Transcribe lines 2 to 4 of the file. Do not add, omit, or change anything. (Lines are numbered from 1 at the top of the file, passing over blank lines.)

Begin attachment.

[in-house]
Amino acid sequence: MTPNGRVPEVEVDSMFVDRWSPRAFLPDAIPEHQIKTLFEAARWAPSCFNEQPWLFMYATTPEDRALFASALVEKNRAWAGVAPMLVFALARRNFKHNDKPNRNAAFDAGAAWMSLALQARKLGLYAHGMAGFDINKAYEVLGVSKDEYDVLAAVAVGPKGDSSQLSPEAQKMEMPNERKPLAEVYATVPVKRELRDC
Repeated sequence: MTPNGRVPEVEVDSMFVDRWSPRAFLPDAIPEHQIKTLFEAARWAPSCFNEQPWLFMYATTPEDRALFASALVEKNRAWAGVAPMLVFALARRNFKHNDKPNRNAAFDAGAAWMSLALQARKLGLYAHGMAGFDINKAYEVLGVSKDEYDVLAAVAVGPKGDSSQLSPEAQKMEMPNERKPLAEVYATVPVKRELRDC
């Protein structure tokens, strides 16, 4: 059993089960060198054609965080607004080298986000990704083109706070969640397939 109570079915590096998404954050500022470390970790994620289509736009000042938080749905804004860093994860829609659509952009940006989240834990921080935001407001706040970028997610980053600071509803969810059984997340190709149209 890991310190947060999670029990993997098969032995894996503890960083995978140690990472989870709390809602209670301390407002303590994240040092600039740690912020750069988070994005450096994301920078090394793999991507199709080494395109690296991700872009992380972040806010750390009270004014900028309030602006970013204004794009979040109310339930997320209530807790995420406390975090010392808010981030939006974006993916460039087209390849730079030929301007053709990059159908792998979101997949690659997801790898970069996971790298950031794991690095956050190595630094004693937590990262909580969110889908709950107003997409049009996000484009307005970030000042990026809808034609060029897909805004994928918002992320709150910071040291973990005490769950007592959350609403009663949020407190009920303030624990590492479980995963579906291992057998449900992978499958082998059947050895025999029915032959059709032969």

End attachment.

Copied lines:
Amino acid sequence: MTPNGRVPEVEVDSMFVDRWSPRAFLPDAIPEHQIKTLFEAARWAPSCFNEQPWLFMYATTPEDRALFASALVEKNRAWAGVAPMLVFALARRNFKHNDKPNRNAAFDAGAAWMSLALQARKLGLYAHGMAGFDINKAYEVLGVSKDEYDVLAAVAVGPKGDSSQLSPEAQKMEMPNERKPLAEVYATVPVKRELRDC
Repeated sequence: MTPNGRVPEVEVDSMFVDRWSPRAFLPDAIPEHQIKTLFEAARWAPSCFNEQPWLFMYATTPEDRALFASALVEKNRAWAGVAPMLVFALARRNFKHNDKPNRNAAFDAGAAWMSLALQARKLGLYAHGMAGFDINKAYEVLGVSKDEYDVLAAVAVGPKGDSSQLSPEAQKMEMPNERKPLAEVYATVPVKRELRDC
């Protein structure tokens, strides 16, 4: 059993089960060198054609965080607004080298986000990704083109706070969640397939 109570079915590096998404954050500022470390970790994620289509736009000042938080749905804004860093994860829609659509952009940006989240834990921080935001407001706040970028997610980053600071509803969810059984997340190709149209 890991310190947060999670029990993997098969032995894996503890960083995978140690990472989870709390809602209670301390407002303590994240040092600039740690912020750069988070994005450096994301920078090394793999991507199709080494395109690296991700872009992380972040806010750390009270004014900028309030602006970013204004794009979040109310339930997320209530807790995420406390975090010392808010981030939006974006993916460039087209390849730079030929301007053709990059159908792998979101997949690659997801790898970069996971790298950031794991690095956050190595630094004693937590990262909580969110889908709950107003997409049009996000484009307005970030000042990026809808034609060029897909805004994928918002992320709150910071040291973990005490769950007592959350609403009663949020407190009920303030624990590492479980995963579906291992057998449900992978499958082998059947050895025999029915032959059709032969």